Today is Good Friday, the day when we remember that Jesus died a cruel and lonely death. I remember how a priest I quite admired told me a few years ago, “English has a way with euphemism”. Indeed, today is the perfect example. And yet, our Christian faith has a way of turning things ‘up-side-down’ that in fact they end up being, quite paradoxically, ‘right-side-up’.
Some years ago I started to ponder on the mysteries we celebrate during the days of the Holy Week in more depth. This has further deepened three years ago when I was same age as Jesus was when He died. This is the Week when we can bring all our mess, all our desires, all our failings and sins and disappointments and heart-aches to Jesus, we can join them to Christ so that He can redeem whatever is broken in us, whatever is hurting. I think He does not only wish to redeem us by giving us the gift of eternal life, but He wishes to do so already now as well.
The beauty of reflecting on and living through it year after year showed me how there is always something more to discover. And the need to join my, our deepest hurts and needs with His deep redeeming love never ceases. Jesus’ public ministry lasted around three years and then it was abruptly ended with His, humanly speaking, untimely death. And yet, it was all part of God’s loving plan.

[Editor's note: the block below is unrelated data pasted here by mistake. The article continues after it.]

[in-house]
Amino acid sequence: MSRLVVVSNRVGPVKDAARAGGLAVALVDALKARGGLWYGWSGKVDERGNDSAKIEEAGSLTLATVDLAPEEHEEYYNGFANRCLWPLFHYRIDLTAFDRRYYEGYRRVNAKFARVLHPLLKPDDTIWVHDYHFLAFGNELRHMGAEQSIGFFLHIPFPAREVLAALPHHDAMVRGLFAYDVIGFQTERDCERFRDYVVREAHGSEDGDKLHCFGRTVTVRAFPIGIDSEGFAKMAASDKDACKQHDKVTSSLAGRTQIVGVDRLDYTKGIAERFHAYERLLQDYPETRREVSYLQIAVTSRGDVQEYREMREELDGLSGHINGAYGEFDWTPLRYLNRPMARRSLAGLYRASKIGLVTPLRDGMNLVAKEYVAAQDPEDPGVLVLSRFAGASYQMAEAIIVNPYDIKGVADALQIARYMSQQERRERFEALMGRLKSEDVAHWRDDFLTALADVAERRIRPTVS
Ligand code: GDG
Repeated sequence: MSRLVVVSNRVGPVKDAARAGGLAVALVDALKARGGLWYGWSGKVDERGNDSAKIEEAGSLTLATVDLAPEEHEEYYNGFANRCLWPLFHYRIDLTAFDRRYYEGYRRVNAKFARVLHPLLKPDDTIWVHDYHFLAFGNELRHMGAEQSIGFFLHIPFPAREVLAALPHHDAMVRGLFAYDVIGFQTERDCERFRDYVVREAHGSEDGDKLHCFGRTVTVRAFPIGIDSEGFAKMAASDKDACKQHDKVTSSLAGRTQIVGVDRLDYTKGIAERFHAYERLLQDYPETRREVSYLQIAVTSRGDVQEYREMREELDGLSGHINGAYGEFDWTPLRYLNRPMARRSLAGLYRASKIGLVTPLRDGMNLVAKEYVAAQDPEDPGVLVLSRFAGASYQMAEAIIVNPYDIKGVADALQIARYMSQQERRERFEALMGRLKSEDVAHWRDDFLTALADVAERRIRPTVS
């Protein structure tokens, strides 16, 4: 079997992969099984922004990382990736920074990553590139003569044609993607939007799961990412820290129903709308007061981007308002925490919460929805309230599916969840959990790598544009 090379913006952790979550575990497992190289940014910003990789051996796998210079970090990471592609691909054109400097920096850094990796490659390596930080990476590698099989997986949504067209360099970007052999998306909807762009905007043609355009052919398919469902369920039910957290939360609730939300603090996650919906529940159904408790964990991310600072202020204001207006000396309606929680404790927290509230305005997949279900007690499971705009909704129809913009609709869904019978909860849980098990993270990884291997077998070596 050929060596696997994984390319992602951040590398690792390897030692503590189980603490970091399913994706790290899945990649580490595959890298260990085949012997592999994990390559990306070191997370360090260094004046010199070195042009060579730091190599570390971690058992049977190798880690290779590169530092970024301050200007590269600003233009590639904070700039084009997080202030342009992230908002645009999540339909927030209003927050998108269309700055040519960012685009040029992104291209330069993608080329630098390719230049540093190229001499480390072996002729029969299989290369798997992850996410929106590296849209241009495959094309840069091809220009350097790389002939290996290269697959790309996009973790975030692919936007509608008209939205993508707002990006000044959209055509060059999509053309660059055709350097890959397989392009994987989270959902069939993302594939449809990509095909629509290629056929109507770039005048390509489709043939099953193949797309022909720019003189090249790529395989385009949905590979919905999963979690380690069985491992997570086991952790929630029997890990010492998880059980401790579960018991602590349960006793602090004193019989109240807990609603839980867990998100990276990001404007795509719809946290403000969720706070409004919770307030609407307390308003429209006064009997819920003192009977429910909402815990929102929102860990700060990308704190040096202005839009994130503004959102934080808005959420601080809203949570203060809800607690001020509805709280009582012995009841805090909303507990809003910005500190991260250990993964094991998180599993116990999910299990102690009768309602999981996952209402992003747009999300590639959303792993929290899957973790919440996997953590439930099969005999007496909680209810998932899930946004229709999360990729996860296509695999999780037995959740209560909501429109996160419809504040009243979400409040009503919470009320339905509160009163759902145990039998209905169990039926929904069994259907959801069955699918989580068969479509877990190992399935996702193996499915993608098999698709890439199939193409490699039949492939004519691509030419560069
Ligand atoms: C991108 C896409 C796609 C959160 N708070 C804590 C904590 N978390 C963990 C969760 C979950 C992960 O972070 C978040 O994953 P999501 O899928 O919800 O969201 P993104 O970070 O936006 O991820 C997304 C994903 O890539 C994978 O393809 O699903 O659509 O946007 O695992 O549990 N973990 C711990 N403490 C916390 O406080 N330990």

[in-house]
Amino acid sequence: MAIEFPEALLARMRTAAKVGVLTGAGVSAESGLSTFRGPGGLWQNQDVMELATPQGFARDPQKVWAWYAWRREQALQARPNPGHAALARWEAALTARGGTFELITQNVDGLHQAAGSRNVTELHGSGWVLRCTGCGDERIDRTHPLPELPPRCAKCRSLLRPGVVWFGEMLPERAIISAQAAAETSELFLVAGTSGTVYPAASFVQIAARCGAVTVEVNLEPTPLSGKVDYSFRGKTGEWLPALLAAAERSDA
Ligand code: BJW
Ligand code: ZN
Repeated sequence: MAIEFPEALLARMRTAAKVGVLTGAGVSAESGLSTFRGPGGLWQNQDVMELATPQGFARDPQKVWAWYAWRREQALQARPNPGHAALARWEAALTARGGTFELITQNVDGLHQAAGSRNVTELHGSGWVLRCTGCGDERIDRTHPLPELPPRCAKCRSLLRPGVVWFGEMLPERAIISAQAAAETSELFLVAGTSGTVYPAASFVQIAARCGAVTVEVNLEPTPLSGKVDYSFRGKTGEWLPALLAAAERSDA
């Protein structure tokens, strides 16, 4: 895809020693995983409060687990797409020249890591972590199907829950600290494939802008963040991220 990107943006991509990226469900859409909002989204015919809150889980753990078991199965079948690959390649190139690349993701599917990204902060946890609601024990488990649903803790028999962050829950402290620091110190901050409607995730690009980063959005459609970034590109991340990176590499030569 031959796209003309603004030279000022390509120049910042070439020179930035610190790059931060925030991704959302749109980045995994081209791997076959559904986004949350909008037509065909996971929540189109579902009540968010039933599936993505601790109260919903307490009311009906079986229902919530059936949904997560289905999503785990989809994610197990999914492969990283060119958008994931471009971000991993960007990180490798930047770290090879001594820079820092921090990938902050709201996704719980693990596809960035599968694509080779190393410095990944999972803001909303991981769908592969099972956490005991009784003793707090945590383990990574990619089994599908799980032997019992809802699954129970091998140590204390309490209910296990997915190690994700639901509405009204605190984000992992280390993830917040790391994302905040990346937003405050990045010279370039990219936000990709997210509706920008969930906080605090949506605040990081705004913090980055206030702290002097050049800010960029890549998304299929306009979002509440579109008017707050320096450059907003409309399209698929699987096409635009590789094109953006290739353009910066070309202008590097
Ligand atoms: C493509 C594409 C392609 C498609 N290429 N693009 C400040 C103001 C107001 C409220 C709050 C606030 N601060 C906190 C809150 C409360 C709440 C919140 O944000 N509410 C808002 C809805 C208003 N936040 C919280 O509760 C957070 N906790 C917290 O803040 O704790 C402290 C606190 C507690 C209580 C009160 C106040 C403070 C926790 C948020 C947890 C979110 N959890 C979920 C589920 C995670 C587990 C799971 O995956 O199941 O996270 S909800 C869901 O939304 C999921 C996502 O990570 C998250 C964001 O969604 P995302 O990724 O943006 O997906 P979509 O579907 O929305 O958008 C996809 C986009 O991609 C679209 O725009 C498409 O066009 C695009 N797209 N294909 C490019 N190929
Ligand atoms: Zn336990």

Lent, was our entry on the road towards Jesus’ last hours, towards the Holy Week and Easter. The end of Jesus’ journey on earth was the very purpose why He came – to give us life, so we can have it to the full. As we can witness today, on Good Friday, the journey towards the fullness of life goes through the most excruciating pain, which is very contra-intuitive for us. It goes through humility, littleness, and often the lack of understanding of what will come after. Good Friday as a journey towards the fullness of life is like the first winter that was oblivious to the fact that after winter comes spring. The first winter does not have a memory of any previous spring that it can rely on. It is bleak, stripped of all hope, and very lonely, heavy with sadness.
Today is the day when we remember that God died. Can there be anything more mind-shattering and heart-breaking than the death of a loving God? If you have ever had all your hopes shattered, all that you thought about life broken into pieces, if you ever felt like a part of your soul is forever locked into winter, with no hope for further spring, you will understand how this day was for Jesus’ disciples. In the face of such despair, only silence, tears, prayers, sighs of the heart are suitable response. And I think this is one of the reasons why we don’t sing Alleluia through Lent. In the light of the Good Friday, you cannot sing Alleluia. It would be irreverent. You can only be silent before such mystery of Love of all loves being nailed on the Cross, left to die. And yet this death was Love’s ultimate release. This was Love’s triumph, but that will have to remain hidden from our eyes and our understanding for quite some time after Good Friday. God’s perspective and our human perspective don’t always match (there is not judgement in that, it it just as it is); but that is a topic for tomorrow, for Holy Saturday.